have to win in New Hampshire
for him to capture the nomina-
tion. Leydens said he didn't
think "it would be a final blow"
if the governor were to lose the
first primary. A 55-45 split in
favor of Nixon would be consid-
ered acceptable, he said.
Won't Happen
Asked what would happen if
Romney were to lose both in New

Leyaes rscunearumrsLuube nmd n o hysical educa
New York Gov. Nelson Rockefel- tion and one for athletics.
ler is using Romney as a stalking Rejected by the Regents was the
horse for his own presidential unanimous recommendation by a
ambitions. "He's come out and presidential advisory commission,
supported us," Leydens said of chaired by Prof. Douglas Hayes
Rockefeller. "He has filed a dis- of the business administration
claimer to keep his name off the school, that a ,separate school of
ballot in the Oregon primary and physical education be' established,
has tried to stop a write-in cam- Under the adopted plan, physical
paign in his behalf in New Hamp- education will remain with the
shire." education school.
Romney-for-President College Crisler's successor, as head of
Coordinator Jim Davidson said the department, will prepare the
that while Romney's reputed re- curricula for physical education.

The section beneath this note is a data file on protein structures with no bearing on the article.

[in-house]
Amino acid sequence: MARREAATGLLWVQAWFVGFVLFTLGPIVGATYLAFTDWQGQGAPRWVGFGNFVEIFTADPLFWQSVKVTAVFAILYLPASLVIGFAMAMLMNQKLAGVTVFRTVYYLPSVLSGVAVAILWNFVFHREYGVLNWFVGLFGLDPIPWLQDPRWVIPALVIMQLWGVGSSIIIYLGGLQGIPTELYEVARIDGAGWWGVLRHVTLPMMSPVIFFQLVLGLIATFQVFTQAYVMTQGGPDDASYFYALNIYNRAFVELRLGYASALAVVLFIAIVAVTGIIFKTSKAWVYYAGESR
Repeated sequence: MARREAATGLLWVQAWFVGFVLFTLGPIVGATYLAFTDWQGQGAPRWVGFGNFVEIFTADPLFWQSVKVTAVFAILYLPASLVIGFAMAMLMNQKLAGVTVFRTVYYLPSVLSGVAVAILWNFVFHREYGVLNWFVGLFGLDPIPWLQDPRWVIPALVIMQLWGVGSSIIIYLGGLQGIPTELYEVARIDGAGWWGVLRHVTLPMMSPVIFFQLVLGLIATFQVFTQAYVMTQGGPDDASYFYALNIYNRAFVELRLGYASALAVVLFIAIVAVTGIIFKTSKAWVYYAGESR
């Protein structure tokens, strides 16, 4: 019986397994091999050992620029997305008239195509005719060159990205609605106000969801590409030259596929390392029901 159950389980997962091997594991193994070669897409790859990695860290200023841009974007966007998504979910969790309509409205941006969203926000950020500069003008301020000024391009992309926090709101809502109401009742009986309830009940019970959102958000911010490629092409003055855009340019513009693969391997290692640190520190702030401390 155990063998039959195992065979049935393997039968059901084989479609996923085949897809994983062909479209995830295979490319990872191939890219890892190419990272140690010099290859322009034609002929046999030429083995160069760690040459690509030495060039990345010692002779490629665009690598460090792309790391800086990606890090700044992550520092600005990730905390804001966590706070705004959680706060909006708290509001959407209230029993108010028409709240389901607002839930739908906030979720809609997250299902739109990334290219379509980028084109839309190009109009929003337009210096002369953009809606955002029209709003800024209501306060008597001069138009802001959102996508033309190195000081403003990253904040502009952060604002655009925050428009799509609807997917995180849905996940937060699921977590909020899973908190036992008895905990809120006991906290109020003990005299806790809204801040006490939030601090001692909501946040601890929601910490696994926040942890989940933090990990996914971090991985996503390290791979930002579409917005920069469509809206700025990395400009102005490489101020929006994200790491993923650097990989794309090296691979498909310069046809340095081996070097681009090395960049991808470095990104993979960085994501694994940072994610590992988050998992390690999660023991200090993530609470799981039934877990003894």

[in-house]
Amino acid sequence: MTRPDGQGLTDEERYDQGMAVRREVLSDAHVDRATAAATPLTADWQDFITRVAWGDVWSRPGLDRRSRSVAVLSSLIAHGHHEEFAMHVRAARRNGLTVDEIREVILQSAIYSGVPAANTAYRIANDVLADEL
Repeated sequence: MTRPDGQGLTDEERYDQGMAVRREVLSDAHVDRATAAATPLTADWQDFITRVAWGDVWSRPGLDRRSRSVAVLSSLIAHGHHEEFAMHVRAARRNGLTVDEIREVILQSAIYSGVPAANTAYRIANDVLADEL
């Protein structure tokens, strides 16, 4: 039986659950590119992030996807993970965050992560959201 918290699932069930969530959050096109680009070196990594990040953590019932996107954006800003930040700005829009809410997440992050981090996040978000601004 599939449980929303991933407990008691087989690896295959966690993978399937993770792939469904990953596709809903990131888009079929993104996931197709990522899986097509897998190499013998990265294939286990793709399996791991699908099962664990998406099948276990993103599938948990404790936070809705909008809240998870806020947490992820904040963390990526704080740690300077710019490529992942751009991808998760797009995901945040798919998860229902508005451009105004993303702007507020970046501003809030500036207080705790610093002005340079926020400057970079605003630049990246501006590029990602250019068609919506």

ligiosity does not especially ap- But all physical education majors
peal to students or younger vot- will still have to satisfy education
ers, he has virtues which offset school requirements.
this disadvantage.
Personal Campaigner
Both Leydens and Davidson
agreed that Romney is most ef-
fective as a personal campaigner,
but neither would say just how
the gap between the governor's
personal effectiveness and the ne-
cessity of reaching millions of
voters in a national campaign ;:" }"
could be bridged. "There's noth-
ing quite like a national cam- f
paign," Leydens said. "We may
learn something from New Hamp-
shire."
Leydens said the committee has
been working with an advertising
agency on the campaign but
would not disclose the name of
the agency. McCann-Ericson aid-
ed in Romney's two successful
gubernatorial campaigns.
Romney-for-President staffers

T n,,,~ l ia-, ,crnnn, fA ,',nna'c that.

mericn emonsaon, ne rs
in five years, broke out Tuesday
in front of the U.S. Embassy. Stu-
dents denounced what they called
U.S. "secret dealing" with North
Korea for release of the USS
Pueblo and its crew.
About 50 students from Chun-
gang University staged a 20-min-
ute demonstration, carrying , pla-
cards that read, "We oppose U.S.
secret talks with North Korean
puppets," and "Down with North
Korean Premier Kim Il sung."
They shouted such slogans as,
"U.S. immediately stop appease-
,
StteDept.
Deletes Par
Of' Interview,
The U.S. Department of State
has moved to censor part of an